The HoB Initiative is crucial not only because it is the pioneering model for transboundary conservation in Southeast Asia, but due to the fact that the Initiative covers approximately 30% of the Island’s land area, more than 22 million hectares of tropical rainforest spanning across three countries will see benefit if the cooperation and commitment between member states comes into fruition.
Furthermore, the transboundary tropical forest is home to an astounding 6% of the world’s biodiversity and is one of the planet’s richest treasure troves.
Due to the complexity of it being an international cooperation in nature, a priority challenge faced by the Initiative is the need to harmonize plans under HoB with current national and sub-national development plans to ensure that efforts being done reflect economic, social, climate, biodiversity, and poverty reduction objectives.
Yet it is alarmingly necessary for HoB and its member countries to overcome such barriers. Economic activities are having significant repercussions in the area’s natural capital and is causing degradation to its capacity to sustainably provide ecosystem goods and services.
“Business-as-usual” practices that often pivots on unsustainable use of natural resources are without a doubt causing negative impacts on ecosystems, biodiversity, and the quality of social health and livelihoods especially forest-dependent communities.
Yet even if each respective State develops their own strategy in conserving the ecosystem, as pointed above these areas transcend political border meaning that actions in one part of the area will undoubtedly affect other parts of the area. This is where a proverbial handshake is necessary between States to at least ensure that what is being done in each of their respective geographies is aligned with one another, to prevent backlash and counter-productive actions.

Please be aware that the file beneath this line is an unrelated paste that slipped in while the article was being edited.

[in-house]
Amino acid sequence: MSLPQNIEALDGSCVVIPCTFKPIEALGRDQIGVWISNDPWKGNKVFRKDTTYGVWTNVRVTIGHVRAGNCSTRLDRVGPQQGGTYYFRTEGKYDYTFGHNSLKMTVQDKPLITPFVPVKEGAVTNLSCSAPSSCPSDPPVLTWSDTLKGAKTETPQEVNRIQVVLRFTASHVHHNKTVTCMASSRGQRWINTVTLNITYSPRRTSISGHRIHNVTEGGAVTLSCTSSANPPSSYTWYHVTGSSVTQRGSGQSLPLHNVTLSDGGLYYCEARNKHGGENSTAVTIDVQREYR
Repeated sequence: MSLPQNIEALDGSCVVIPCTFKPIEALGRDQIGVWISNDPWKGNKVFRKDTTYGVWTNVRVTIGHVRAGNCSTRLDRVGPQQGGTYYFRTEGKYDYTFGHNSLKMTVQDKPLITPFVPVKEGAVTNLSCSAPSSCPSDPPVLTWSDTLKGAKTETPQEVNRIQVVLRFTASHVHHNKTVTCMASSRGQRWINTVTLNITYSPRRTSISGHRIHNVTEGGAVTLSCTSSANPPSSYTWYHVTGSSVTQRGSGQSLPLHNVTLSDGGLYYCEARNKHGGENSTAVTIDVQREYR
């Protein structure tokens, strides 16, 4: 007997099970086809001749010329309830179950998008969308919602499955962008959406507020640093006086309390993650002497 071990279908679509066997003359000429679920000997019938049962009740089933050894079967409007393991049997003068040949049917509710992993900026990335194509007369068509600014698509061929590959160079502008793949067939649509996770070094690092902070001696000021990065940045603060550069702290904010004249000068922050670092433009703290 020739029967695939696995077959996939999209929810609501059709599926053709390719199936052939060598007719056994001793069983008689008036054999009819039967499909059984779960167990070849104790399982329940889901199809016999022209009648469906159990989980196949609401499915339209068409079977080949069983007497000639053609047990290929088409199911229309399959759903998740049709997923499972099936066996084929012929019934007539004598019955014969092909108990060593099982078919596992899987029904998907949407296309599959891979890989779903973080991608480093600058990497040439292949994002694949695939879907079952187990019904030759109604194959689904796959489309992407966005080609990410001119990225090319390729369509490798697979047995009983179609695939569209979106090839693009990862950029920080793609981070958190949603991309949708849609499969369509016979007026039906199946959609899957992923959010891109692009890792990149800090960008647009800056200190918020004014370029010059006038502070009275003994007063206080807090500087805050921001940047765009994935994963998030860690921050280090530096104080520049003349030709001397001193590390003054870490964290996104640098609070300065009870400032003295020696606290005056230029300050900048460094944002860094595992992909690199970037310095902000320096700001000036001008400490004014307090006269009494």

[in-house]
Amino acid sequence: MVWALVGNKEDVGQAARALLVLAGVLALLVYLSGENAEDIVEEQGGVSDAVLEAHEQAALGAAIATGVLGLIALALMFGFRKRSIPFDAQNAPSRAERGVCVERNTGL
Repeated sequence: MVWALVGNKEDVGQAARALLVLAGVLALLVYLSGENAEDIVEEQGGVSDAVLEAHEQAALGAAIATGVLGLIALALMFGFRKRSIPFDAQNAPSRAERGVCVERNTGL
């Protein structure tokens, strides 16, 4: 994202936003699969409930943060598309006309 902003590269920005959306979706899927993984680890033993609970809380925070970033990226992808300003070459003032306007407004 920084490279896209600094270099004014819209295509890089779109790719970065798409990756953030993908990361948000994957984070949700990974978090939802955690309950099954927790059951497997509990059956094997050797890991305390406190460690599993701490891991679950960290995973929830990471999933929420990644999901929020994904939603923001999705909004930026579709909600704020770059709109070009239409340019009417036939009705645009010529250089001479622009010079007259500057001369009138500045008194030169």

This will be the focus of this year’s Trilateral Meeting among HoB members, to be held on 27-28 September 2018 in Miri, Sarawak, Malaysia, with a particular focus to reignite the Initiative in conjunction to the global momentum of international commitment to fight climate change.
Even beyond intensifying cooperation, one of the focuses that the Trilateral Meeting will look at is how to secure financial sustainability that is in line with low-carbon development in the area, as there is massive potential to be unlocked when participation from the public and private sector are increased.
This starts with high-level signals to help drive support and commitment at local level, which is a key recipe for the success of a transboundary sustainable development and conservation approach such as the HoB Initiative.
A strong and wise Jedi master like Yoda or Obi Wan Kenobi is nothing without the cooperation and commitment of all its Jedi Warriors, much like how the HoB Initiative will not be able to achieve significant progress if not supported by its member countries and relevant stakeholders in order to facilitate transboundary cooperation for sustainable development and conservation.